In spite of such events, this ugly but comparatively harmless level of hooliganism might not have been exceeded had it not been for the way the crowd of 58,000 at Heysel Stadium was handled. European soccer stadiums cater to two classes. At Heysel there were seats along the sidelines priced from $13 to $21 and, in the end zones, standing room, in what the English call terraces, for $5 per person. The terraces have rails to lean against but are otherwise open to free movement, and thus are susceptible to gross overcrowding.
Fans who occupy the terraces ordinarily are deployed so as to keep rival groups apart, preferably at opposite ends of the stadium. Indeed, the European Soccer Union issues guidelines governing such segregation, but they were not followed in Belgium last week. A so-called neutral zone had been established in section Z of the northwest end zone terraces adjacent to the English fans in section Y. Section Z was to be reserved for Belgians and other "neutrals." It apparently didn't occur to anybody that 300,000 Italian nationals work in Belgium and had access to these tickets. Thus there were Italian fans in their assigned area at the opposite end of-the stadium from the English but also, ominously, in the adjacent section.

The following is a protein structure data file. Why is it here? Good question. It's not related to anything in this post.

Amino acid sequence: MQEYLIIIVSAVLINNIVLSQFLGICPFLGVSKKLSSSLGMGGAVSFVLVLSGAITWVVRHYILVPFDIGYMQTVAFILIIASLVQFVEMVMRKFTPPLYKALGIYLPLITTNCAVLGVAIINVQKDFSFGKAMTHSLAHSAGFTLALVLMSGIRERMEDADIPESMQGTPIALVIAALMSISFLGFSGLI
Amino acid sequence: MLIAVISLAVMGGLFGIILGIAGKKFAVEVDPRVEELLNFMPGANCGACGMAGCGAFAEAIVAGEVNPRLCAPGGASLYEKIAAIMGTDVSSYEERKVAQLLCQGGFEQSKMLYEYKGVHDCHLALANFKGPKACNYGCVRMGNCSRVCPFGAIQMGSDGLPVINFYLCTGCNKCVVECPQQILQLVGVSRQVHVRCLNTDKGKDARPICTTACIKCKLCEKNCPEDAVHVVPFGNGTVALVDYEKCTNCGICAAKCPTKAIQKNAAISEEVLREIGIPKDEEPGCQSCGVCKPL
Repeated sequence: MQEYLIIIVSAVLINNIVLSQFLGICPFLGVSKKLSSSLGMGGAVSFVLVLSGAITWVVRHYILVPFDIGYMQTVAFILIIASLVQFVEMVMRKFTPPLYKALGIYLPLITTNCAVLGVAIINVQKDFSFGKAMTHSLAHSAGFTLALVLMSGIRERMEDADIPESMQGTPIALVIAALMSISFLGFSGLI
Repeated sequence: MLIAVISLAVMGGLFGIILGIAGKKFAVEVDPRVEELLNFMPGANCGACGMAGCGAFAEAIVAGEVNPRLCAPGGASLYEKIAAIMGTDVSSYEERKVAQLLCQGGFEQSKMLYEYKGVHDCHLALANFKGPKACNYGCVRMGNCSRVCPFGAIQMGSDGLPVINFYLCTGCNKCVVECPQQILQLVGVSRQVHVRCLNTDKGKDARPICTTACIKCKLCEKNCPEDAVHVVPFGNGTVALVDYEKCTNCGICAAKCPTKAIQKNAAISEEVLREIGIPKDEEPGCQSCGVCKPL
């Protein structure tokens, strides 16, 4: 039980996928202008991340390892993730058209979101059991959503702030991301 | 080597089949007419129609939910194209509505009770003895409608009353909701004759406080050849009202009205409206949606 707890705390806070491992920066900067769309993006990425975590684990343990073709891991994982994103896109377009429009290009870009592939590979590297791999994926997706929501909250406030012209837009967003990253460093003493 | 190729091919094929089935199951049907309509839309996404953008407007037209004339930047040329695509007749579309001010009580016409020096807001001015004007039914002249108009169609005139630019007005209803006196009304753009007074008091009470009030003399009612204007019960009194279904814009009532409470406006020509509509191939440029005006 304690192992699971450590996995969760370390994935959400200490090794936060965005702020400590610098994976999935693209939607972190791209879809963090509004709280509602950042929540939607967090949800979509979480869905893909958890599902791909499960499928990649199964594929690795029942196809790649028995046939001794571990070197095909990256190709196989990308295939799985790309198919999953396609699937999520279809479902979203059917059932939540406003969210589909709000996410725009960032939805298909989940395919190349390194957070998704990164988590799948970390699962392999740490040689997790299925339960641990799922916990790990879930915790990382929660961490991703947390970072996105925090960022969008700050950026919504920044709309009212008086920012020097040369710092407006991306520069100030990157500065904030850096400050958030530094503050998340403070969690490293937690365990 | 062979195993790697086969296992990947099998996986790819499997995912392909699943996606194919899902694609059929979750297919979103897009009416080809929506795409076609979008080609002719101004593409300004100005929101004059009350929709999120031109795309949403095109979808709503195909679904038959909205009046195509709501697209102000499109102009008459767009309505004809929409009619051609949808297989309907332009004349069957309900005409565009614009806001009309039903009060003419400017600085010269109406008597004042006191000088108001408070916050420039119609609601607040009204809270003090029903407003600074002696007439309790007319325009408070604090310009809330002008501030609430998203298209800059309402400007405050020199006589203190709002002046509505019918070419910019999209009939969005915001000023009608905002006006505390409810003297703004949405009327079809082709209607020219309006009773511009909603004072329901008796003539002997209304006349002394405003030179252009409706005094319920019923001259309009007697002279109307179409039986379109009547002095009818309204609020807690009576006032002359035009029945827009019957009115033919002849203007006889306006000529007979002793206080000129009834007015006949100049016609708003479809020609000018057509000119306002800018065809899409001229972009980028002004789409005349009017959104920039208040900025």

At first, exchanges across the wire mesh fence separating the English from the Italian fans were confined to tribal chants and bottle throwing, but 45 minutes before game time, a swarm of Liverpool fans burst through and over the flimsy barrier (see diagram, page 23). Brandishing broken bottles, tin cans, flag sticks and metal bars broken from the fallen fence, they charged the Juventus fans. The Italians pulled back in panic, moving down the terraces toward the field and away from the onrushing red tide of Liverpudlians. One eyewitness described the Italian section as "a swirling river of bodies" cascading downward. Within minutes, hundreds of fans found themselves at the bottom of section Z, crushed by more and more bodies behind them and cornered between a six-foot-high chain-link fence that fronted the field and a two-foot-thick concrete wall that formed one end of the standing-room area.
Almost simultaneously, the fence and wall collapsed, pitching hundreds of pressing fans into a hideous pileup in which those at the bottom were trampled and pinned under bodies and debris. Three minutes after the charge had begun, 31 Italians, four Belgians, two Frenchmen and one Briton lay dead, most, if not all, by suffocation; 437 were injured. All but 220 of (he 1,000 policemen assigned to the Heysel security detail had been stationed outside the stadium.